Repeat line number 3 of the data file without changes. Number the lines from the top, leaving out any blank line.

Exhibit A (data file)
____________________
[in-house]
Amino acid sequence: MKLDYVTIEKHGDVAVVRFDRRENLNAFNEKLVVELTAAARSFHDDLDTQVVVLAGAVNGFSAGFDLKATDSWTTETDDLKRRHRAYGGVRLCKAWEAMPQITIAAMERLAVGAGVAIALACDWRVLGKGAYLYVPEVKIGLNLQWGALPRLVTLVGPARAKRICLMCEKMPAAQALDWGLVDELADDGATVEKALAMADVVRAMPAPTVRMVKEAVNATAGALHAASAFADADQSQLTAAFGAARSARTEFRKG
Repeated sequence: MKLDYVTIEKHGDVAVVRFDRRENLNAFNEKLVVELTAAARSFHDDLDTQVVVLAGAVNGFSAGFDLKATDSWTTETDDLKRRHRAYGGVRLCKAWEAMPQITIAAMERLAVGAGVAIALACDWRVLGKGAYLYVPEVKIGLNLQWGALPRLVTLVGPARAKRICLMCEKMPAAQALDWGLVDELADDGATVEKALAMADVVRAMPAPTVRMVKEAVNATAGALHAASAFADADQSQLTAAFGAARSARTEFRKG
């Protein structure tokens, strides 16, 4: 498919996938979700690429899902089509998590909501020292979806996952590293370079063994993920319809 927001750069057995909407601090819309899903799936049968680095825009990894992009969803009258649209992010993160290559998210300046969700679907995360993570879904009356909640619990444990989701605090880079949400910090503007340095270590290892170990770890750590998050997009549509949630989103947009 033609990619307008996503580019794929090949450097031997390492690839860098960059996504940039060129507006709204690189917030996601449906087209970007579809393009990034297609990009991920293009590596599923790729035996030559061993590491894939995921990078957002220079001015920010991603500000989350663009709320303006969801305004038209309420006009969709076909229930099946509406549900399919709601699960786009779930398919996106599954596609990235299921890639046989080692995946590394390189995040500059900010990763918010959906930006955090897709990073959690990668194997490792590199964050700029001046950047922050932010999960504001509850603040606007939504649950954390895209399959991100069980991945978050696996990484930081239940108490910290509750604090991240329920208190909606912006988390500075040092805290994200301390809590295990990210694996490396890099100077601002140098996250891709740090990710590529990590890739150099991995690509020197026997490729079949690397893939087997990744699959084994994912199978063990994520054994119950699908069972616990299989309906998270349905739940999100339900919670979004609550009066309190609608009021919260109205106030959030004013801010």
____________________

Repeated sequence: MKLDYVTIEKHGDVAVVRFDRRENLNAFNEKLVVELTAAARSFHDDLDTQVVVLAGAVNGFSAGFDLKATDSWTTETDDLKRRHRAYGGVRLCKAWEAMPQITIAAMERLAVGAGVAIALACDWRVLGKGAYLYVPEVKIGLNLQWGALPRLVTLVGPARAKRICLMCEKMPAAQALDWGLVDELADDGATVEKALAMADVVRAMPAPTVRMVKEAVNATAGALHAASAFADADQSQLTAAFGAARSARTEFRKG